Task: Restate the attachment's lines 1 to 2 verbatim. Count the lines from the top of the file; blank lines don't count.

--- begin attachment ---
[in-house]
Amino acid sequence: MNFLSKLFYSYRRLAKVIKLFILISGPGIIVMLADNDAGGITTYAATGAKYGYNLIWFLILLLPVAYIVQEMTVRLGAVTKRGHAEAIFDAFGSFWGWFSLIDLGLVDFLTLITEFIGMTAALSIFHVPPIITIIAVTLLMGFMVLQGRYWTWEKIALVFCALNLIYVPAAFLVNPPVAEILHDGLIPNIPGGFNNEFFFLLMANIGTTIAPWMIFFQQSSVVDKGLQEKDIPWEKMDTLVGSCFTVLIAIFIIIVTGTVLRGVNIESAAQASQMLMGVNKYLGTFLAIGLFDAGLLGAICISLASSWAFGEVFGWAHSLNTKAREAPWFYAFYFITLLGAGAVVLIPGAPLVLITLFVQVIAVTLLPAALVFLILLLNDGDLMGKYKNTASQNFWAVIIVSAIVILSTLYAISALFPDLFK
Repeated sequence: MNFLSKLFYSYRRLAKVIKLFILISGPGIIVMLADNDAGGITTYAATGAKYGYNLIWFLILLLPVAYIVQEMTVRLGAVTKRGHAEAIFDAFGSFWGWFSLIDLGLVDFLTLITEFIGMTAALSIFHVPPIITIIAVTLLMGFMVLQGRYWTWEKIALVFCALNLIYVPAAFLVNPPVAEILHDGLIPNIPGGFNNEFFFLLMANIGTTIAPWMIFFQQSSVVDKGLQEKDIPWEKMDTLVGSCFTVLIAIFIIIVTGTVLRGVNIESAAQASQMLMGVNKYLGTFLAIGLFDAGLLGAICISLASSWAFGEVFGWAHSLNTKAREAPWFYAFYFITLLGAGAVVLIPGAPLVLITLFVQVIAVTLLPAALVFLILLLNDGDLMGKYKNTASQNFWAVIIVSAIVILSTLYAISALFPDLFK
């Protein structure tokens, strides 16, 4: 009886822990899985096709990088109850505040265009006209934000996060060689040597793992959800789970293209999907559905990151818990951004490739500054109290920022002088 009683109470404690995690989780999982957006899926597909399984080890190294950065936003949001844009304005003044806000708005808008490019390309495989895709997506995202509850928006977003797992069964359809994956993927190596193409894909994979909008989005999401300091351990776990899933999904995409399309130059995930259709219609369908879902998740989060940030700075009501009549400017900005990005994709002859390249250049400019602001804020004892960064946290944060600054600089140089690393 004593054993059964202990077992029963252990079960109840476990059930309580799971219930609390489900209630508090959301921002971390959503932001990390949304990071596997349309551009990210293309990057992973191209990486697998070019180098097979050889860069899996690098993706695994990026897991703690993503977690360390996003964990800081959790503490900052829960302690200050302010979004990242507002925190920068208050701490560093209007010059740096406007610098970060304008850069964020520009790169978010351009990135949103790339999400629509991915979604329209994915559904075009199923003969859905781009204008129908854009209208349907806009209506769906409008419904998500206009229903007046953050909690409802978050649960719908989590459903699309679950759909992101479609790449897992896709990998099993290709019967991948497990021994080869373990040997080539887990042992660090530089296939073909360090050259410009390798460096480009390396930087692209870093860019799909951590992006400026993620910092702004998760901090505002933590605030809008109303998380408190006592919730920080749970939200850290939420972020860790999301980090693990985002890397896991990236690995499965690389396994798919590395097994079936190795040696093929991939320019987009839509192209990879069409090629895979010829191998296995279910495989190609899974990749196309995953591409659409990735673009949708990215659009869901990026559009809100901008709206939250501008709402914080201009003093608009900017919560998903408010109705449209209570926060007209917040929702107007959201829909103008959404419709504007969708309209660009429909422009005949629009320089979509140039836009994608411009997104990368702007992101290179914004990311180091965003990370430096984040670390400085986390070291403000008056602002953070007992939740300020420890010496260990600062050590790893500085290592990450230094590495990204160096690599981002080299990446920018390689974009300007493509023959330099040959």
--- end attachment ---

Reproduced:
[in-house]
Amino acid sequence: MNFLSKLFYSYRRLAKVIKLFILISGPGIIVMLADNDAGGITTYAATGAKYGYNLIWFLILLLPVAYIVQEMTVRLGAVTKRGHAEAIFDAFGSFWGWFSLIDLGLVDFLTLITEFIGMTAALSIFHVPPIITIIAVTLLMGFMVLQGRYWTWEKIALVFCALNLIYVPAAFLVNPPVAEILHDGLIPNIPGGFNNEFFFLLMANIGTTIAPWMIFFQQSSVVDKGLQEKDIPWEKMDTLVGSCFTVLIAIFIIIVTGTVLRGVNIESAAQASQMLMGVNKYLGTFLAIGLFDAGLLGAICISLASSWAFGEVFGWAHSLNTKAREAPWFYAFYFITLLGAGAVVLIPGAPLVLITLFVQVIAVTLLPAALVFLILLLNDGDLMGKYKNTASQNFWAVIIVSAIVILSTLYAISALFPDLFK